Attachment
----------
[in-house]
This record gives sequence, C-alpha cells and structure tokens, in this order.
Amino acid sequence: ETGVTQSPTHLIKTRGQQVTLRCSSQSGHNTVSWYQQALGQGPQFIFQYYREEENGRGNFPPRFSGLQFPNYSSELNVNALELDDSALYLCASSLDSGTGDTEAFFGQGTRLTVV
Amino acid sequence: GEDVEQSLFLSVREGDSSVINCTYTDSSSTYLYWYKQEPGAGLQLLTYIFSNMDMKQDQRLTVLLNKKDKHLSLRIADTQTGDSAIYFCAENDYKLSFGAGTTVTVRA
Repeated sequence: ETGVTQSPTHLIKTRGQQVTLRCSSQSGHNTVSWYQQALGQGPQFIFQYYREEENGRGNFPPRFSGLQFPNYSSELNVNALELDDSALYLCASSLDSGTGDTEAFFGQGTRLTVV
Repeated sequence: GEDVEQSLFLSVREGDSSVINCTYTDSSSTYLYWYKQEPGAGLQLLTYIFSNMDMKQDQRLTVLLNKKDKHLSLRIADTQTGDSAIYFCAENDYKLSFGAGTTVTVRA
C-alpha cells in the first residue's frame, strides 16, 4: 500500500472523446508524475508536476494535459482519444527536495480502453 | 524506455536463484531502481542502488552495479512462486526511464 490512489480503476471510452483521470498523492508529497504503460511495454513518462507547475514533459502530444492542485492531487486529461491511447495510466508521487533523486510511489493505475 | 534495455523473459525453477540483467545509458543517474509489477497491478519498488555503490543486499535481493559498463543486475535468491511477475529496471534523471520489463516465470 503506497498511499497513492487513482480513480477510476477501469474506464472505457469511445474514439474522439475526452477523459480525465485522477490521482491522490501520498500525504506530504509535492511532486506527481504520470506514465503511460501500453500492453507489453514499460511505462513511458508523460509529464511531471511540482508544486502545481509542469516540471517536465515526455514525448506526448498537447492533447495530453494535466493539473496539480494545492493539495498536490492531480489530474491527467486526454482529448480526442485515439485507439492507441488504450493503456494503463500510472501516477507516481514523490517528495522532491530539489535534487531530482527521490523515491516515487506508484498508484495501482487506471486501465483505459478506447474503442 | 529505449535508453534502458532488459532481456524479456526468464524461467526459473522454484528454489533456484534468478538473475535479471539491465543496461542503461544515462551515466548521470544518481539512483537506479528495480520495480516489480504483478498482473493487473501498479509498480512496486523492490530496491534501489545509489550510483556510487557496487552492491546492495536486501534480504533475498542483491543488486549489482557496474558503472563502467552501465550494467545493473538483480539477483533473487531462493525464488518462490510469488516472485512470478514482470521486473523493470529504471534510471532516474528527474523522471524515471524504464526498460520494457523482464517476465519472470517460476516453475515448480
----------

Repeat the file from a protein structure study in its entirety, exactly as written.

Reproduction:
[in-house]
This record gives sequence, C-alpha cells and structure tokens, in this order.
Amino acid sequence: ETGVTQSPTHLIKTRGQQVTLRCSSQSGHNTVSWYQQALGQGPQFIFQYYREEENGRGNFPPRFSGLQFPNYSSELNVNALELDDSALYLCASSLDSGTGDTEAFFGQGTRLTVV
Amino acid sequence: GEDVEQSLFLSVREGDSSVINCTYTDSSSTYLYWYKQEPGAGLQLLTYIFSNMDMKQDQRLTVLLNKKDKHLSLRIADTQTGDSAIYFCAENDYKLSFGAGTTVTVRA
Repeated sequence: ETGVTQSPTHLIKTRGQQVTLRCSSQSGHNTVSWYQQALGQGPQFIFQYYREEENGRGNFPPRFSGLQFPNYSSELNVNALELDDSALYLCASSLDSGTGDTEAFFGQGTRLTVV
Repeated sequence: GEDVEQSLFLSVREGDSSVINCTYTDSSSTYLYWYKQEPGAGLQLLTYIFSNMDMKQDQRLTVLLNKKDKHLSLRIADTQTGDSAIYFCAENDYKLSFGAGTTVTVRA
C-alpha cells in the first residue's frame, strides 16, 4: 500500500472523446508524475508536476494535459482519444527536495480502453 | 524506455536463484531502481542502488552495479512462486526511464 490512489480503476471510452483521470498523492508529497504503460511495454513518462507547475514533459502530444492542485492531487486529461491511447495510466508521487533523486510511489493505475 | 534495455523473459525453477540483467545509458543517474509489477497491478519498488555503490543486499535481493559498463543486475535468491511477475529496471534523471520489463516465470 503506497498511499497513492487513482480513480477510476477501469474506464472505457469511445474514439474522439475526452477523459480525465485522477490521482491522490501520498500525504506530504509535492511532486506527481504520470506514465503511460501500453500492453507489453514499460511505462513511458508523460509529464511531471511540482508544486502545481509542469516540471517536465515526455514525448506526448498537447492533447495530453494535466493539473496539480494545492493539495498536490492531480489530474491527467486526454482529448480526442485515439485507439492507441488504450493503456494503463500510472501516477507516481514523490517528495522532491530539489535534487531530482527521490523515491516515487506508484498508484495501482487506471486501465483505459478506447474503442 | 529505449535508453534502458532488459532481456524479456526468464524461467526459473522454484528454489533456484534468478538473475535479471539491465543496461542503461544515462551515466548521470544518481539512483537506479528495480520495480516489480504483478498482473493487473501498479509498480512496486523492490530496491534501489545509489550510483556510487557496487552492491546492495536486501534480504533475498542483491543488486549489482557496474558503472563502467552501465550494467545493473538483480539477483533473487531462493525464488518462490510469488516472485512470478514482470521486473523493470529504471534510471532516474528527474523522471524515471524504464526498460520494457523482464517476465519472470517460476516453475515448480